When you think about it there are different milestones we experience throughout our lives. Some of the common ones you think of could be starting school for the very first time, learning how to ride a bike, going on that first date, attending and graduating high school and college, starting your career, getting married and having kids.  The last four years has been another important milestone for me in remaining a cancer survivor. Today, February 22nd marks the day I consider myself to be a survivor. Many cancer patients use different ways in which they recognize that they became a survivor. Some may use the day their doctor gave them that fateful news that they have cancer; others may choose to use the day that they were declared cancer free. For me, I use the day that my cancer laden thyroid was removed for good and how I recognize my survivorship. Many call this their cancer anniversary and something which should be celebrated and accumulated every year you reach that milestone.

Having the opportunity to celebrate another year of survival and reaching yet another birthday, especially when you are at Stage 4 is something to be valued. I feel so very fortunate for still being here; however, then those thoughts start swirling in my head and sometimes I wonder why I am here when others have lost their battle? I have pondered over this so many times, especially over the last year as I have had to watch some friends lose their cancer battle.  Moreover, I’ve watched other close friends lose people who didn’t even stand a chance, because they had cancers and other deadly diseases which spread so rapidly that resulted in their demise in only a few months’ time. Their life was cut so short way before it should have been.  It has been a struggle coming up with an answer as to why my life has been spared, but their life was not. So far the only thing that I can figure is that God must have a higher purpose for me and maybe there is something that I still have yet to accomplish; although, I’m not sure exactly what that is. Perhaps it is just to be there for people who are experiencing cancer whether they are a survivor or a caregiver. Knowing there is someone out there that understands what you are experiencing and can share their knowledge just might be what that one person needs. When we can begin to have an understanding of things that just don’t make sense, I believe that is the ultimate test of our faith. There is a music video from Kutless that I want to share about faith:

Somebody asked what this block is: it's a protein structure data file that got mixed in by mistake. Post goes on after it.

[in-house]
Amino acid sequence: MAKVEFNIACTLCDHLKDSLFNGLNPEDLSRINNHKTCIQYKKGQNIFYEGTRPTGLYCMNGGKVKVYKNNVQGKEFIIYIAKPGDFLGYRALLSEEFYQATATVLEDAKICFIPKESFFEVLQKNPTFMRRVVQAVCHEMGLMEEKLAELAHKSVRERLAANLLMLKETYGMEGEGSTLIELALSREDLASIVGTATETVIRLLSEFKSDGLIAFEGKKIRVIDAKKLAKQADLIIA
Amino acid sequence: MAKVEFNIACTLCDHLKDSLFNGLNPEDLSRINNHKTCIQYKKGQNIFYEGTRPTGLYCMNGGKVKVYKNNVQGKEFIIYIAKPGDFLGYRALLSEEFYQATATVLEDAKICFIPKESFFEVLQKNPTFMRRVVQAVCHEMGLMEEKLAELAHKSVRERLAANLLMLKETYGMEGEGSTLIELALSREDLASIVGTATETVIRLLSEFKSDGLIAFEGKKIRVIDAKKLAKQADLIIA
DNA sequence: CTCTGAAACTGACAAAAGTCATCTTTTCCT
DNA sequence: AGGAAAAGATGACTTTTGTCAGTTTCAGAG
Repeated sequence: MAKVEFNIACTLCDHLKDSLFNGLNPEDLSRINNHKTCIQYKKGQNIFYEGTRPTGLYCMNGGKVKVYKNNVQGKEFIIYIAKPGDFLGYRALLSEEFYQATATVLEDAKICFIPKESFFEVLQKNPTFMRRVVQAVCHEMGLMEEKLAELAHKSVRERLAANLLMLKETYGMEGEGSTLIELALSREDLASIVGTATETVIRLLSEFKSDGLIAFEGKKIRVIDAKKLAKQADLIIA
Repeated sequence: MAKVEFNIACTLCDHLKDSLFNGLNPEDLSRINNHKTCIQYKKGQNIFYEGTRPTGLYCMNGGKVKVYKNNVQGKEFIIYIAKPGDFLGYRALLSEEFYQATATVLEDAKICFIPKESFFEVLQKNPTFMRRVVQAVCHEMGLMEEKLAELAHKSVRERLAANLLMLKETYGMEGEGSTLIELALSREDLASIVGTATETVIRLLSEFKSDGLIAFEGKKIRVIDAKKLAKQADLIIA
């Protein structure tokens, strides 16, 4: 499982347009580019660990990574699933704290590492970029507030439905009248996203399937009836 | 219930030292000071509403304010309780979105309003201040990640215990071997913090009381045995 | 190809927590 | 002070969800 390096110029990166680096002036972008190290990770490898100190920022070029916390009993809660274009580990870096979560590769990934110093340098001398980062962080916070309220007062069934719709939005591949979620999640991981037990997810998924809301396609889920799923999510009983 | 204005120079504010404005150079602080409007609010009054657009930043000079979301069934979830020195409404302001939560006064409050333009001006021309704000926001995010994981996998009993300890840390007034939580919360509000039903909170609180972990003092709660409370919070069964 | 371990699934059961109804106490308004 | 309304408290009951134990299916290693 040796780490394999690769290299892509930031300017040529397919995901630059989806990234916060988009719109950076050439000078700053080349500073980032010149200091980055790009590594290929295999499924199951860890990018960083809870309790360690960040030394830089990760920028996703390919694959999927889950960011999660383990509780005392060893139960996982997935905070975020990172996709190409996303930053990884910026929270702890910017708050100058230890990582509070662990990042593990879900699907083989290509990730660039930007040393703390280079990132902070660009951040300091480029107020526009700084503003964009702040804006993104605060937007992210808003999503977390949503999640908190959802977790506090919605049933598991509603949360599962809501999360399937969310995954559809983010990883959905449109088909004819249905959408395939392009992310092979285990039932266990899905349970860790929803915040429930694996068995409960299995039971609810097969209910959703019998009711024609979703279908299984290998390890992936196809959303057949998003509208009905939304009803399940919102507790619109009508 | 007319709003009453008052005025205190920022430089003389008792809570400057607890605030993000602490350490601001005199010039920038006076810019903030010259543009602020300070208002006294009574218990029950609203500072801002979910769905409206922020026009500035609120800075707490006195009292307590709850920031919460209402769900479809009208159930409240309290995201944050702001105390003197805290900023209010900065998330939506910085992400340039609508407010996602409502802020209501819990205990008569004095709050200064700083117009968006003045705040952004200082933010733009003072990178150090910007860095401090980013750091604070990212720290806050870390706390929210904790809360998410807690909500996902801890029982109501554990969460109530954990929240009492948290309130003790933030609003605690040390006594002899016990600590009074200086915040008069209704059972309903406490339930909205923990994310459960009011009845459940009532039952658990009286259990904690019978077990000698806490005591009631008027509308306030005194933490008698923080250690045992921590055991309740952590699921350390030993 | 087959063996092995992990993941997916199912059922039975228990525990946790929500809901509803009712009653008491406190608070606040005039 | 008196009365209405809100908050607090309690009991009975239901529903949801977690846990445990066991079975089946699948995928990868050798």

Never before at one point in my life has my faith been tested more than it has been by going through this cancer experience.

When I was first diagnosed I really thought my days were going to be very numbered as I didn’t understand that it was possible to survive a Stage 4 cancer. I allowed all of those doubts and fears to overtake me. The thing about fear is that it can paralyze you, if you allow it. It can prevent you from moving forward and living life as you should. I know just how crippling that fear can be; it was as though I was at a standstill for the longest time. I am truly grateful for the people in my life that helped me to realize that I had to learn to let it go; I needed to change my mindset and how I look at things. However, sometimes those fears can somehow seem to sneak back into your life when you least expect it. With the challenges I am still facing, I just have to constantly remind myself to let it go as I don’t want to go down that road again in letting it control my life.

Nevertheless, I am grateful for my fellow cancer survivors who have shared their experiences and insight helping me to really understand that I can be a survivor. Some of these survivors have literally been to hell and back again with what cancer has put them through, but yet they are continuing to stay in this fight and are winning this battle, some even 10 years, or more down the road. Being able to relate to someone else who is walking these same lines and knows the dark valleys I have experienced has been so imperative for me. My cancer support groups both local and online, have been that lifeline that I have been able to cling to. Many of them I have never met in person, but yet we have cried, prayed and laughed together through a digital world; we are all uniquely bonded by similar circumstances.

I want to express my deepest appreciation and gratitude for my outstanding medical teams who have always had my best interest at heart, even when I haven’t always understood the reasons for some of their decisions. I could not have had a better team of skilled doctors, nurses and other professionals who have dedicated their lives in the service of others. God certainly put the right people in my path who have provided me with such excellent care, but yet so much more; some of them have become such close and dear friends to me.

Being a cancer survivor has really helped me to understand and appreciate that our time here on earth is so limited and why we need to savor every moment that we have. I now place my focus on those things and the people in my life that make it worth living. One quote that truly stands out for me is this: